This is not a circumvention of the Net Neutrality rule but a translation of service from a method to another — over the same damn cable! A cable client just now use another method for receiving the same content. I don’t read anything regarding prioritizing COMCAST-generated content over, say, HBO, FOX or other channels. The same content is delivered to a third party decoder, which is was has been asked and demanded for a time now. Hopefully, the app, or variants of, will be usable by other boxes after further tests on the Roku box.

It’s sad, in some way, that it had to come from COMCAST, but that’s a huge step toward the phasing out of the classic decoder. That’s an app, that’s the point which seems to be missing its spotlight in this analysis.

Anonymous Coward says:

When I called Comcast to find a cheaper plan, after I had they 105Mbps Internet only service for 1 year. I really only planned on getting the 50Mbps plan, but for $5 more they jumped it up. So I went for it. It was pretty good. $45 a month for that plan, then it jumped up after the year.

So I called back to get another deal, lower me speed. I wanted to drop my speed down and lower my cost down. It ended up being cheaper to get this dumb bundle thing of 75Mbps Internet with basic, Local channels and this cheap Cable Box, which I don’t even have hooked up, it’s still in it’s box. Plus either HBO or Showtime, so I got HBO. I use the HBOGo App for that. I rarely watch it. I don’t have enough time to watch it. Yet it was cheaper to get this stuff I didn’t want, then just Internet ONLY which is really all I wanted.

Even though I have this lamo cable box, which doesn’t have a monthly fee on it and I get the channels, I still use my Antenna to get my channels along with my TIVO DVR. I’m still paying more money and on top of it, I now have this dumb 1TB Cap now, which I’ve been over a few times. 1TB really isnt much, but I would have to pay another $50 to get Unlimited which I had before they screwed me over.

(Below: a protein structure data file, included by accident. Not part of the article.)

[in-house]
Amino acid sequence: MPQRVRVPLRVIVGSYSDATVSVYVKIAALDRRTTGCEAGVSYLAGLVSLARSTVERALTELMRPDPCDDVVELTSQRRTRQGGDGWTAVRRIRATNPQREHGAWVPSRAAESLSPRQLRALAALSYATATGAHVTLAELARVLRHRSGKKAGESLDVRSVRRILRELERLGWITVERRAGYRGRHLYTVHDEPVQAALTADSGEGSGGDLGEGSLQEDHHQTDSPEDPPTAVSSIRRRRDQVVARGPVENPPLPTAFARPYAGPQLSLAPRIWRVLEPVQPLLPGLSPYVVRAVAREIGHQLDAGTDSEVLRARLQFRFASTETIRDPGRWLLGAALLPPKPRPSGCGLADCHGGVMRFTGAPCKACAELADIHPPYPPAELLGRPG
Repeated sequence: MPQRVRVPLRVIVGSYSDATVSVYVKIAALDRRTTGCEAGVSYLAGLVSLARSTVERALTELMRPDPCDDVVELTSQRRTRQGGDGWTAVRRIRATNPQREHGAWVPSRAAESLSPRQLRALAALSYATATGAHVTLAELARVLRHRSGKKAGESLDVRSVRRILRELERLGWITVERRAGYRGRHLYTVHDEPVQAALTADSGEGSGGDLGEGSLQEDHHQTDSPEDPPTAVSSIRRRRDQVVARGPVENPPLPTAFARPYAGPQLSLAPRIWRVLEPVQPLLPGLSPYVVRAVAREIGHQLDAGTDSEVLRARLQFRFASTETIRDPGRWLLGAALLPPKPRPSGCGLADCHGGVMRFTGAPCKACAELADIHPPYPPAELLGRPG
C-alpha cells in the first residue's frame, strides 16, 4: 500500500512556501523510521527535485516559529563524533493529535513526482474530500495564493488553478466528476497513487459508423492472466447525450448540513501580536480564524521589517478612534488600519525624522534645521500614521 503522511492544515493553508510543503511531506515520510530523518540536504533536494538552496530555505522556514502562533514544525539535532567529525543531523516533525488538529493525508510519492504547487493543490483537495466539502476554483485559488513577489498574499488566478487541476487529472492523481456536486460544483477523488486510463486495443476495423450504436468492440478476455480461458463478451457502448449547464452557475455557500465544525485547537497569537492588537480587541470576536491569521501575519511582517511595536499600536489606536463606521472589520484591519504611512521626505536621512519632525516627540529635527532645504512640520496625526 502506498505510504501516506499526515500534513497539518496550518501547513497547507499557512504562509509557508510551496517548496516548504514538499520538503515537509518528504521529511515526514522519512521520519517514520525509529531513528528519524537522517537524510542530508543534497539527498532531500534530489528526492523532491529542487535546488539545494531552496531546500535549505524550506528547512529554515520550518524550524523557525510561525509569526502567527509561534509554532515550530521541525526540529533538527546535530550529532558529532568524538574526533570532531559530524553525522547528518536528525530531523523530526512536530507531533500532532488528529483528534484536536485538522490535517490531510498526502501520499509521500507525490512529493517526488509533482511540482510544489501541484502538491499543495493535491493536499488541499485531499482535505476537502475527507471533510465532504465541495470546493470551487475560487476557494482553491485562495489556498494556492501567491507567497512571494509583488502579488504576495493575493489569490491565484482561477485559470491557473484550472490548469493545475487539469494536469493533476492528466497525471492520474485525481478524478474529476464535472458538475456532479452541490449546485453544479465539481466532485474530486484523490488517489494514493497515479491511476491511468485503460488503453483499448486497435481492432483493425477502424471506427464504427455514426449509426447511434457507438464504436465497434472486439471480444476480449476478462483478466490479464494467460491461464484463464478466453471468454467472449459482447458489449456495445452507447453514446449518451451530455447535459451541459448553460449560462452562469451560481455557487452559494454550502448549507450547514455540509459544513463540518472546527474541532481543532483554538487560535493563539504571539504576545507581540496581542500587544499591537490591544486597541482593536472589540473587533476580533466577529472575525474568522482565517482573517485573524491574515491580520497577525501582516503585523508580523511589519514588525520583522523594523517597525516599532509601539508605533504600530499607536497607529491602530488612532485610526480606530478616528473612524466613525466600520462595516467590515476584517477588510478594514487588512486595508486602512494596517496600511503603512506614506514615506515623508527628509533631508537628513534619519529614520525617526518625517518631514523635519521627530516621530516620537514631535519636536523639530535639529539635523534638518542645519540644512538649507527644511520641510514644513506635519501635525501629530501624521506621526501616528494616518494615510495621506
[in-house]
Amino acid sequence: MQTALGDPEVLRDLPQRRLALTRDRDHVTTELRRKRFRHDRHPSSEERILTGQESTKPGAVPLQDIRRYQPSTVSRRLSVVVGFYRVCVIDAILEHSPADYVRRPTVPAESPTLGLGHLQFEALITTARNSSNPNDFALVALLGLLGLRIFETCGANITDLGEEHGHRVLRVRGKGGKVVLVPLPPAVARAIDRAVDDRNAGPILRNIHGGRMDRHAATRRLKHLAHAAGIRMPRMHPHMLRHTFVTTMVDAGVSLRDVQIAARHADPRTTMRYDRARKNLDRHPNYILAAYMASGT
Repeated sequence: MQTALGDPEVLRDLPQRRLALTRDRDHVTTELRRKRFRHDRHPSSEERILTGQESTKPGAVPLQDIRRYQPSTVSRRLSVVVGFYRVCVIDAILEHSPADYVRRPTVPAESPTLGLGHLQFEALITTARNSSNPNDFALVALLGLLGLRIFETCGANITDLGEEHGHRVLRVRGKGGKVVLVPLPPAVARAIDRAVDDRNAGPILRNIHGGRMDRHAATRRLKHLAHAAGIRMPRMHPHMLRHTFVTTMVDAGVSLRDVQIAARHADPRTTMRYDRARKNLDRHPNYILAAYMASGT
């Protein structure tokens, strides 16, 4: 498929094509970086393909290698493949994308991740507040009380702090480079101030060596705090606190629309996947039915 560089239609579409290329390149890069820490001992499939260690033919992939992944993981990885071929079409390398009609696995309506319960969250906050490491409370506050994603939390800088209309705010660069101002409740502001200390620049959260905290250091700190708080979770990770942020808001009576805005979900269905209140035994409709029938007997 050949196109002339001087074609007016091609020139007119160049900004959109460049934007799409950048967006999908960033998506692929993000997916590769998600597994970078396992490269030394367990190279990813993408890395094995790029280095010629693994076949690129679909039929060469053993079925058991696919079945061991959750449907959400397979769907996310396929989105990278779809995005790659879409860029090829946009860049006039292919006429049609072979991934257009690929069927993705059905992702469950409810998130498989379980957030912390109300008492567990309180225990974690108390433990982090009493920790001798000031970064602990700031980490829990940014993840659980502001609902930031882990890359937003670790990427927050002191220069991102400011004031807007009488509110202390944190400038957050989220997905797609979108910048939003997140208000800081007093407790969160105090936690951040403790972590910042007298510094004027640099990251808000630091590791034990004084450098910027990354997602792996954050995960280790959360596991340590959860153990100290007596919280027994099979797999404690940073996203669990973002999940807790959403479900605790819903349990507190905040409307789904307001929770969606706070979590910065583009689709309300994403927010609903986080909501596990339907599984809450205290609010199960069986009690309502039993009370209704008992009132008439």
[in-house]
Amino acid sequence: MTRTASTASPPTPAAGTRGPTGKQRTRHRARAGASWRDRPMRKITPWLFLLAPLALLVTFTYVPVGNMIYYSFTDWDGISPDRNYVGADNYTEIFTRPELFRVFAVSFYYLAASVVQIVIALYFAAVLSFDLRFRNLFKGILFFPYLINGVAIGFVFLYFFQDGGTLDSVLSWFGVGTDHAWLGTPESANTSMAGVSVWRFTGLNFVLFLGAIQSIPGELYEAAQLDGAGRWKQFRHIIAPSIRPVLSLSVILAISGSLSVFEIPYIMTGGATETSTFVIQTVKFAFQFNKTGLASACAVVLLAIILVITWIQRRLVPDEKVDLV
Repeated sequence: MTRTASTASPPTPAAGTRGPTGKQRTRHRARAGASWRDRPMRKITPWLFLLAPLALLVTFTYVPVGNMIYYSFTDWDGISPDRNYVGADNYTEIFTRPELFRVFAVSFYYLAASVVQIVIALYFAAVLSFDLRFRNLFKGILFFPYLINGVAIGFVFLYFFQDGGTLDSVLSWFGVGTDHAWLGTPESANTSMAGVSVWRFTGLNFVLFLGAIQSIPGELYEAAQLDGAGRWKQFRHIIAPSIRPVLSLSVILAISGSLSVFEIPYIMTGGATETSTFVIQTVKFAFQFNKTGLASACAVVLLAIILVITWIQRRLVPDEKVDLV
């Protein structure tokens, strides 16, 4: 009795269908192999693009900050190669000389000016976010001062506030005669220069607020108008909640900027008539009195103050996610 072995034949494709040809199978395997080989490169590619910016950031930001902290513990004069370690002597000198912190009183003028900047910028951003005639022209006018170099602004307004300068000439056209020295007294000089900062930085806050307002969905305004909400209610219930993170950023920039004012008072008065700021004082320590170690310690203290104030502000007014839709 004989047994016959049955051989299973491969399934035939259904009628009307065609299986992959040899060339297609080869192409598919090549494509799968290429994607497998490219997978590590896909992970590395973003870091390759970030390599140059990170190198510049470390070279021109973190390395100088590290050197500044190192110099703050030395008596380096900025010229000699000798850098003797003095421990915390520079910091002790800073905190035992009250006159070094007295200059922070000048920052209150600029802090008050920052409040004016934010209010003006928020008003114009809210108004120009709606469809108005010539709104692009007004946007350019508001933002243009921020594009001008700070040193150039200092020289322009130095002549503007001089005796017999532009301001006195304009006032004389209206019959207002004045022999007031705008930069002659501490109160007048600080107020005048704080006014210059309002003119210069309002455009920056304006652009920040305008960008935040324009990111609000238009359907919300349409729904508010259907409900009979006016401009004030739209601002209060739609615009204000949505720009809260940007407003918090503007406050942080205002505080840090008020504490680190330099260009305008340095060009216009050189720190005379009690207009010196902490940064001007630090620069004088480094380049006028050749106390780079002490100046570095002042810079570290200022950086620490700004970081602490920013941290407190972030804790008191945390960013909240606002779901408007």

ECA (profile) says:

Economics 101

There has always been a CAP on how much a company cann sell, to cover a market.
NOW days they just KEEP raising perpetual prices…

This is like Many products you Cant or WONT do without..they JUST raise prices..and Someone along the way MAKES more money…
THERE is no cap in Perpetual services..
Even looking AROUND for alternatives, is a REAL PAIN..There is NO competition..and in LARGE CITIES there are NO SMALL companies to fight it..

Cody Rowland (profile) says:

Comcast's Roku Beta App

I’m one of the Comcast subscribers this article refers to — I have the TV service, but my cable box isn’t even hooked up. It was cheaper to get the TV service and I knew it would allow me to stream from various content providers by logging in to my Xfinity account.

I was stoked to see the Xfinity Roku app finally get released, but, unfortunately, it’s almost unusable at the moment because the audio is horribly out of sync with the video. We’re not talking about being slightly out of sync here either — there’s a multi-second delay between what’s on the screen and when the audio plays — it’s truly awful in its current state. It’s beta, I get it, but disappointing nonetheless.

Their Live TV website works much better so I expect they’ll get the kinks worked out eventually, but fair warning to anyone thinking about making a purchase decision based on the Roku app — it’s not ready for primetime yet!

Diannea says:

This is going on in Central, Wisconsin, area
It was heard but still checking this out!
A friend had a computer stolen for I.P. number… plus some internal components hacking that stored personal information, And now the burglar is using the components and information with untrue accusations to make fake actor with faked wigged and video to ruin true owner’s with mock up look a like fakery and then putting this in computer or threatening to..!) .. to make owner look like offender or a criminal and with fake investigator or paid investigation reworked false witness account, trying to force false witness scenario for the friends set up arrest as a way for mostly a revenge tactic and maybe Gang related set up saying ..going to a nut house set up scenario!!